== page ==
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What is a no-fault divorce?

View profile for Emma Roberts
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Ministers plan divorce law overhaul

A no-fault, or no-blame divorce is a much more straightforward and amicable approach to separation in that couples can now file for divorce or civil partnership dissolution without having to place the blame on their former partner to prove the irretrievable breakdown of the marriage or partnership.

What are the main differences?

Before 06 April 2022 it was necessary to provide a reason for the breakdown of the marriage by citing one of five facts:

  1. Adultery
  2. Unreasonable behaviour
  3. Desertion by a party
  4. Two years separation with consent of the other party; or
  5. Five years separation without consent of the other party.

It is no longer necessary to cite one of these reasons.

An application can be started by one person as a sole applicant or by the couple together as joint applicants. They do not have to give a reason for the divorce, other than a simple statement that the marriage has irretrievably broken down. This is confirmed within the application itself by simply ticking a box.

The option of challenging the application is also now severely limited. There is no opportunity to contest a statement of irretrievable breakdown although there can be a challenge based upon a technicality e.g., jurisdiction or if the marriage was not lawful to start with. However, these situations are going to be very few and far between and only relevant to a very small minority.

The language used in the proceedings has also changed. The person who applied was called the petitioner but is now called the applicant.   The 'decree nisi', the document which confirms the entitlement to a divorce, has become the 'conditional order' and the 'decree absolute', which dissolves the marriage, is now called a 'final order'. 

There is now a mandatory minimum of 20 weeks between starting the proceedings and applying for the conditional order. As before the final order cannot be applied for until at least six weeks after the conditional order.

Will this make the divorce process simpler?

Yes, the legal process is now easier. The new law has several consequences for separating couples, including:

  • No more blame within the divorce application;
  • If both parties agree, they can make a joint application for divorce or dissolution, which can assist with an amicable separation;
  • No one will need to worry about their partner contesting the divorce or dissolution and forcing them to go to court, saving considerable time, cost and stress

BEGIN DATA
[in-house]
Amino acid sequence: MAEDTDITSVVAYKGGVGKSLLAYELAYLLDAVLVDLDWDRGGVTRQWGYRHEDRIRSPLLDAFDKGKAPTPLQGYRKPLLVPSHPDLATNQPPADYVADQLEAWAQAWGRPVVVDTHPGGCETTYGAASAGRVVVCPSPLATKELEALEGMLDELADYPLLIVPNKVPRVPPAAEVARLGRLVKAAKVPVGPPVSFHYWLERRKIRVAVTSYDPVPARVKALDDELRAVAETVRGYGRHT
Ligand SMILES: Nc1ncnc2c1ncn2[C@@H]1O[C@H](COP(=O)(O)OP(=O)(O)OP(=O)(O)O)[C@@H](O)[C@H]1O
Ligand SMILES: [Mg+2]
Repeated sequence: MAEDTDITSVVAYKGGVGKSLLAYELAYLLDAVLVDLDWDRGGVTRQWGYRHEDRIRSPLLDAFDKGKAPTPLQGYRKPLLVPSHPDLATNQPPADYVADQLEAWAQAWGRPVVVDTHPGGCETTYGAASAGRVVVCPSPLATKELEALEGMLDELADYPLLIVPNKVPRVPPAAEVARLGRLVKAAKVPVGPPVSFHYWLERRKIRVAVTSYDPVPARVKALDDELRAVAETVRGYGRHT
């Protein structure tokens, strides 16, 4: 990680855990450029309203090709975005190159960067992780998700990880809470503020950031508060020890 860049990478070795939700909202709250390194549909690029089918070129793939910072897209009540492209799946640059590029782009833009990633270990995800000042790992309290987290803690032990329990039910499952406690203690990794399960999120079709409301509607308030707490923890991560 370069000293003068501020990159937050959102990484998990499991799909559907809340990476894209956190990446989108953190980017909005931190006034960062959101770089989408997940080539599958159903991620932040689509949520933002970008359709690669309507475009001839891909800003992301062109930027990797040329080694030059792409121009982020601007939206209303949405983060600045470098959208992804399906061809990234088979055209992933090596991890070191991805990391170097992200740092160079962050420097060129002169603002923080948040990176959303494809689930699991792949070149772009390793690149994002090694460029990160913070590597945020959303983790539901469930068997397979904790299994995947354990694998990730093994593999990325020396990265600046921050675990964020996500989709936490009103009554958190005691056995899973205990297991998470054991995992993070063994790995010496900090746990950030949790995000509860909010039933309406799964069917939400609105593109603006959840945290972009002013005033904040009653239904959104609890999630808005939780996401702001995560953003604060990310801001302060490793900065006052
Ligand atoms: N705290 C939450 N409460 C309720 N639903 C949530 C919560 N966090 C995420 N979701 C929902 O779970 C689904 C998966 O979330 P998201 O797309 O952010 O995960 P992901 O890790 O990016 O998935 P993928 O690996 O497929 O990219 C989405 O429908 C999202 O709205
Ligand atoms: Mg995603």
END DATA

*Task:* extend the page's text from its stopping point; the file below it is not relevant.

• With the new time scales, most couples will have to wait about six months for their divorce or dissolution to finalise. This time is intended to be a period of reflection for both parties to consider whether they truly want to separate
  • During this time, couples still need to make separate arrangements to:
    • Divide their finances
    • Agree to maintenance payments (if necessary)
    • Sort out child arrangements
    • Agree on an ongoing parenting plan

How does no-fault divorce work?

In a no-fault divorce, either spouse, or both together, can apply to end the marriage without the need to provide evidence of wrongdoing. The application will be granted if the court is satisfied that the marriage has irretrievably broken down, based on the evidence provided.

How to apply for a no fault divorce

To apply for a no-fault divorce, you will need to fill out a divorce application either online or complete a form and file it with the court. You will need to provide information about you and your spouse, your marriage, and the reason for the divorce, i.e. that the marriage has irretrievably broken down. You will also need to provide your Marriage Certificate and pay a court fee unless you are eligible for a fee remission. Once the court receives your application, it will be reviewed, and if everything is in order, the divorce proceedings will begin. It is recommended to seek the advice of a family law solicitor to ensure that the divorce application is completed correctly and to obtain legal advice throughout the divorce process.

When did no-fault divorce begin in the UK?

No-fault divorce legislation came into effect in April 2022 and enables couples to divorce without assigning blame, making the process less acrimonious and more amicable.

How can divorce solicitors help you?

While no-fault divorce should, in theory, make the process of divorce much more straightforward, it is just as important as ever to speak to an expert, who can guide you through the process with practical, sensitive advice.

Whilst the legal process is now easier, there is a real danger that those applying for a divorce themselves may not be fully aware that ending the marriage alone does not bring to an end the financial claims and ties between them. These remain ongoing despite being divorced.  Whilst there are warnings that they also need to sever their finances with the granting of a clean break financial settlement order, there are many who fail to release the risk they face in the future in not doing so.

Whether you are making a sole or joint application, there are several important details that need to be carefully considered, which is where we can assist. Call our family and divorce law team on 0161 696 6193.

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